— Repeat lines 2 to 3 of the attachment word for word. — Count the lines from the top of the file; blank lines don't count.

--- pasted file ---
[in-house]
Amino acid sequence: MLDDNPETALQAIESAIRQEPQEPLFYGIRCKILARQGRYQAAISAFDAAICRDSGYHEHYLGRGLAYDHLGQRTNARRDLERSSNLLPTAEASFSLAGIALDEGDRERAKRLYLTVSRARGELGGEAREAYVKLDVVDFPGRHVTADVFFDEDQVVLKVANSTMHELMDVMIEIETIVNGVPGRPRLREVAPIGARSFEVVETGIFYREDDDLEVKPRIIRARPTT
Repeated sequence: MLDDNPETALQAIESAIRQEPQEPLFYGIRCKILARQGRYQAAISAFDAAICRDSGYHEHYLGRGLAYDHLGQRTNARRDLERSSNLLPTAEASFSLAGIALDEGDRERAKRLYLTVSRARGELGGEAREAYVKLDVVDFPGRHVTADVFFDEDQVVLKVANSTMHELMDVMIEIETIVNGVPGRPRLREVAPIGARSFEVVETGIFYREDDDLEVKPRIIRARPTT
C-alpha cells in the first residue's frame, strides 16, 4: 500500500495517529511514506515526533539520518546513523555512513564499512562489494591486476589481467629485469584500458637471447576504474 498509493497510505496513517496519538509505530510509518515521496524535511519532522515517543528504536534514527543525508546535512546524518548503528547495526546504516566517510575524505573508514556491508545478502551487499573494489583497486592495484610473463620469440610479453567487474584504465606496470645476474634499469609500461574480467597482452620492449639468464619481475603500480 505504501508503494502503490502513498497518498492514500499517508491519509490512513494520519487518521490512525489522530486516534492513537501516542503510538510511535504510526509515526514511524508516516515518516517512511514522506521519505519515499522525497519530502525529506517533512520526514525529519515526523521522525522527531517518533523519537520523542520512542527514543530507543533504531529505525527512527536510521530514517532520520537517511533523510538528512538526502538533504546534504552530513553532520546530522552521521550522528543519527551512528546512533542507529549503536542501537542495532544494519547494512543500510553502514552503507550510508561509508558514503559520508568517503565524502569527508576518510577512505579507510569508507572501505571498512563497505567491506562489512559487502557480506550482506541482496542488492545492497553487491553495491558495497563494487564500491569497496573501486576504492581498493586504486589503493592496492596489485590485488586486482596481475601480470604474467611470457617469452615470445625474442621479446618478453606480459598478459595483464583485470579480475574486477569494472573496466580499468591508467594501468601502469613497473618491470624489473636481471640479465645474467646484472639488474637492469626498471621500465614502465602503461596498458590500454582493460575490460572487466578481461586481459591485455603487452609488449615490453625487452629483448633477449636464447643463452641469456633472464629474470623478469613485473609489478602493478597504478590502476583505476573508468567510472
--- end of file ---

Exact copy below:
Amino acid sequence: MLDDNPETALQAIESAIRQEPQEPLFYGIRCKILARQGRYQAAISAFDAAICRDSGYHEHYLGRGLAYDHLGQRTNARRDLERSSNLLPTAEASFSLAGIALDEGDRERAKRLYLTVSRARGELGGEAREAYVKLDVVDFPGRHVTADVFFDEDQVVLKVANSTMHELMDVMIEIETIVNGVPGRPRLREVAPIGARSFEVVETGIFYREDDDLEVKPRIIRARPTT
Repeated sequence: MLDDNPETALQAIESAIRQEPQEPLFYGIRCKILARQGRYQAAISAFDAAICRDSGYHEHYLGRGLAYDHLGQRTNARRDLERSSNLLPTAEASFSLAGIALDEGDRERAKRLYLTVSRARGELGGEAREAYVKLDVVDFPGRHVTADVFFDEDQVVLKVANSTMHELMDVMIEIETIVNGVPGRPRLREVAPIGARSFEVVETGIFYREDDDLEVKPRIIRARPTT